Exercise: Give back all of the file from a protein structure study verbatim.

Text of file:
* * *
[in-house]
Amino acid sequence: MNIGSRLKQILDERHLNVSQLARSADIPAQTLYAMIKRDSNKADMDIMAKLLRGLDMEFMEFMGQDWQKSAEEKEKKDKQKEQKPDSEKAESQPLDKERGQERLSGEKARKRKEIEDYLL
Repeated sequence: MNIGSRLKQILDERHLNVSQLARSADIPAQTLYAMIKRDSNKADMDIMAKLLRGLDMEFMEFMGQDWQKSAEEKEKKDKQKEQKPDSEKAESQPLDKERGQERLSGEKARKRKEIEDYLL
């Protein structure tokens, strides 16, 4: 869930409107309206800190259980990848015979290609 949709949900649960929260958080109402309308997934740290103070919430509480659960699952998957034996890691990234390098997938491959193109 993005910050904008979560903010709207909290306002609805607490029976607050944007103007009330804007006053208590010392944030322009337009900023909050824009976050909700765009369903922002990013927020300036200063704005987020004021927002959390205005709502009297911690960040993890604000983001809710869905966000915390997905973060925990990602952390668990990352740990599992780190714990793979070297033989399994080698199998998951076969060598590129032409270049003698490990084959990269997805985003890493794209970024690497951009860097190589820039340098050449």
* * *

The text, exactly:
[in-house]
Amino acid sequence: MNIGSRLKQILDERHLNVSQLARSADIPAQTLYAMIKRDSNKADMDIMAKLLRGLDMEFMEFMGQDWQKSAEEKEKKDKQKEQKPDSEKAESQPLDKERGQERLSGEKARKRKEIEDYLL
Repeated sequence: MNIGSRLKQILDERHLNVSQLARSADIPAQTLYAMIKRDSNKADMDIMAKLLRGLDMEFMEFMGQDWQKSAEEKEKKDKQKEQKPDSEKAESQPLDKERGQERLSGEKARKRKEIEDYLL
């Protein structure tokens, strides 16, 4: 869930409107309206800190259980990848015979290609 949709949900649960929260958080109402309308997934740290103070919430509480659960699952998957034996890691990234390098997938491959193109 993005910050904008979560903010709207909290306002609805607490029976607050944007103007009330804007006053208590010392944030322009337009900023909050824009976050909700765009369903922002990013927020300036200063704005987020004021927002959390205005709502009297911690960040993890604000983001809710869905966000915390997905973060925990990602952390668990990352740990599992780190714990793979070297033989399994080698199998998951076969060598590129032409270049003698490990084959990269997805985003890493794209970024690497951009860097190589820039340098050449």